Holden Evening Prayer
26 Nov 2020

Isaiah 64:1-9

 

If you have been part of the church for any length of time, you will know that the season of Advent is roughly about 4 weeks long, the season of Christmas only 12 days. Add to this the fact that for popular culture Christmas starts some time after Halloween and ends on Christmas Day, you see why we want to spend more time singing Christmas carols and less time singing Advent hymns.
In this pastors have always acted as fun suckers, since pastors maintain the distinction between Advent and Christmas and forbid the tree to be put up too soon.
And so it seems strange to record our first Holden Evening Prayer service for Advent before it’s even Advent (which starts on Saturday evening).
But then, faith is not primarily about rules, not even liturgical ones.

I have heard a fair bit on the radio about when it’s OK to start playing Christmas music (not as a liturgical observance or faith practice) and about people’s plans for Christmas decorations.

Except for those who hate Christmas music at any time (the kind played in stores and on the radio), there is a consensus that the season of Christmas will bring us comfort and joy and the sooner we can bring it on the better.
Even I now have a decoration in my office that I plan to place in my window.

But exactly this longing for comfort in the midst of these unusual times takes us back to Advent. Advent is a time of waiting, and we are waiting like never before!
Perhaps my favourite Advent hymn is O Savior, Rend the Heavens Wide. You remember it from the Lutheran Book of Worship.
The first reading for this coming Sunday starts with just this verse, “O that you would tear open the heavens and come down.” It is the prayer of a people that is powerless and under oppression. It is a prayer addressed to a God who can intervene to make life peaceable and joyous. Life without God is unbearable. … Life with God can be completely transformed, writes Walter Brueggemann.1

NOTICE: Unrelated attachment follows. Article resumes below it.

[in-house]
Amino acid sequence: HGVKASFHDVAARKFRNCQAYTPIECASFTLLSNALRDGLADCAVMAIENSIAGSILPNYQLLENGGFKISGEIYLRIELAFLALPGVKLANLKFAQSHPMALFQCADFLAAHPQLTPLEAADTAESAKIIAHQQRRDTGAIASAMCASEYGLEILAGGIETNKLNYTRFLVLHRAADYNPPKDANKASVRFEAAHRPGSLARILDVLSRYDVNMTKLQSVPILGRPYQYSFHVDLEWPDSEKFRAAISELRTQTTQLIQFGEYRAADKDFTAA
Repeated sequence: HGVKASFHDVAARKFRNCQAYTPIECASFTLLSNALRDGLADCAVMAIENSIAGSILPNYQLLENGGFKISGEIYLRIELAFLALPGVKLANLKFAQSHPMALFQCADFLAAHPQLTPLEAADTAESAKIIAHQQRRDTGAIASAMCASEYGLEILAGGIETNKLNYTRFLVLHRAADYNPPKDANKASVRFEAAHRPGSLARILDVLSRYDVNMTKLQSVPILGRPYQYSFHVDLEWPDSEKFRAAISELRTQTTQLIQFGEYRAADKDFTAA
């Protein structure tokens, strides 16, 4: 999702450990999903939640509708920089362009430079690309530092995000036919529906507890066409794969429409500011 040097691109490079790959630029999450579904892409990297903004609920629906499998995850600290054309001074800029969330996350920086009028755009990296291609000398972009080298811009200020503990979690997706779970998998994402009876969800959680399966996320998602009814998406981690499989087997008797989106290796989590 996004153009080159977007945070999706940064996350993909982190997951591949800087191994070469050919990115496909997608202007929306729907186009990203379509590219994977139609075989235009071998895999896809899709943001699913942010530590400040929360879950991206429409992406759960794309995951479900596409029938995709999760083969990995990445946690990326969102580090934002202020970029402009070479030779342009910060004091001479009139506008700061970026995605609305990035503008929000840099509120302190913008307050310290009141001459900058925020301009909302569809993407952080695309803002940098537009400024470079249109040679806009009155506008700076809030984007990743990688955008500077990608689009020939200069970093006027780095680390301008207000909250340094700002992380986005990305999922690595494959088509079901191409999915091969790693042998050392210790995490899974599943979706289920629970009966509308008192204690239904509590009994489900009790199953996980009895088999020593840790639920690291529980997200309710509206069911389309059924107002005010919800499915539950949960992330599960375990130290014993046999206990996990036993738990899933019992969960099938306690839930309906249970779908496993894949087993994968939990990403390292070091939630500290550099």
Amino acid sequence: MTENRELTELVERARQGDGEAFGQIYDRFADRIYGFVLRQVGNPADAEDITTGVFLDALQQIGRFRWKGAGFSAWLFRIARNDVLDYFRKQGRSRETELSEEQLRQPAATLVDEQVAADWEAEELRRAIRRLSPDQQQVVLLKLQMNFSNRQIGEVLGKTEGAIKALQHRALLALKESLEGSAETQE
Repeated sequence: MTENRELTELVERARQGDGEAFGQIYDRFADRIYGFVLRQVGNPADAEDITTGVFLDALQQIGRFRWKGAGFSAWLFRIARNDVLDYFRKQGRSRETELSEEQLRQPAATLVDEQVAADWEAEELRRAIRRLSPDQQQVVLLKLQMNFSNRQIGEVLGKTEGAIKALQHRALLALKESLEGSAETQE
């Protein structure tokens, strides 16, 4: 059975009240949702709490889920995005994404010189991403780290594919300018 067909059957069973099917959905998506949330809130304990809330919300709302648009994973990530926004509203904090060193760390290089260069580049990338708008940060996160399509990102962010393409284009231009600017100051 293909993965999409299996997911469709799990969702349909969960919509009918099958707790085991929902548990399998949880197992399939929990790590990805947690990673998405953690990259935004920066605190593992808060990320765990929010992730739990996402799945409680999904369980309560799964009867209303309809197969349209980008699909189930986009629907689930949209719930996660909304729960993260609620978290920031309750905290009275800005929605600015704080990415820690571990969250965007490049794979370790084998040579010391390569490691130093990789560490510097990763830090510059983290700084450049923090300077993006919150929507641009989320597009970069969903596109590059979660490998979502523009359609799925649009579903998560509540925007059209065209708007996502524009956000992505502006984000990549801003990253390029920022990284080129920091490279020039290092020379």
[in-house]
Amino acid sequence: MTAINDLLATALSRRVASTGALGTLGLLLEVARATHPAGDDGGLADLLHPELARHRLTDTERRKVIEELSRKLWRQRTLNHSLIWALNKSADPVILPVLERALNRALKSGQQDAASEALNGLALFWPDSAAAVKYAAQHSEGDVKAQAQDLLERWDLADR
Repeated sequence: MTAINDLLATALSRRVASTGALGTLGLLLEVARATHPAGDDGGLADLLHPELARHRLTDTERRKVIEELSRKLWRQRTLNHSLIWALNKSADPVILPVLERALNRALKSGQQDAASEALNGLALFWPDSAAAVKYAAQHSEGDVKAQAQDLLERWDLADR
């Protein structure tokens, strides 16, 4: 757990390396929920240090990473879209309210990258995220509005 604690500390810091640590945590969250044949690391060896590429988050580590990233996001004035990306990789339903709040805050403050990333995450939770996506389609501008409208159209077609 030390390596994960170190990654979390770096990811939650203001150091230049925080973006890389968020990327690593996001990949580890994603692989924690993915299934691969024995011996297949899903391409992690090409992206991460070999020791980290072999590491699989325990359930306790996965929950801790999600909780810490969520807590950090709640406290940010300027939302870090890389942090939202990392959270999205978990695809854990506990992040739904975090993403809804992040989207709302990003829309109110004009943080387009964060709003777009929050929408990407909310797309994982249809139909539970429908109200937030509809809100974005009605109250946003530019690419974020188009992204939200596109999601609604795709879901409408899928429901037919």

Add to this the tune of the hymn that expresses this deep longing.

1. O Saviour, rend the heavens wide;
Come down, come down with mighty stride;
Unlock the gates, the doors break down;
Unbar the way to heaven’s crown.

4. O Fount of hope, how long, low long?
When will You come with comfort strong?
O come, O come, Your throne forego;
Console us in our vale of woe.

5. O Morning Star, O radiant Sun,
When will our hearts behold Your dawn?
O Sun, arise; without Your light
We grope in gloom and dark of night.

The writer of the hymn is Friedrich Spee, a German Jesuit who lived in the early 17th century. From what I have learned about Spee, he understood this longing and lived it.
Spee died at age 44 after having contracted the plague by caring for sick soldiers. Four years before his death he anonymously published a treatise against witch trials and torture, republished under his own name two years later. His sister-in-law was burned as a witch the same year his treatise was first published.

All this tells me that Spee had a deep longing for the world the be righted, for injustice, war, and disease to end. And so the verses he penned are not only biblical but also reflect his own experience and longing.

That is why I love this hymn, for during the ever shorter days of December, during the days of Covid, lack of contact, we long for light and salvation.
If Christmas music and decorations give you comfort, wonderful. But our help is in the Lord who made heaven and earth.

The paradox of our liturgical observance is that the One we are waiting for is already here.

Thanks be to God.

 

 

1Texts for Preaching, A Lectionary Commentary based on the NRSV – Year B, Louisville, KY: Westminster John Knox 1993, page 2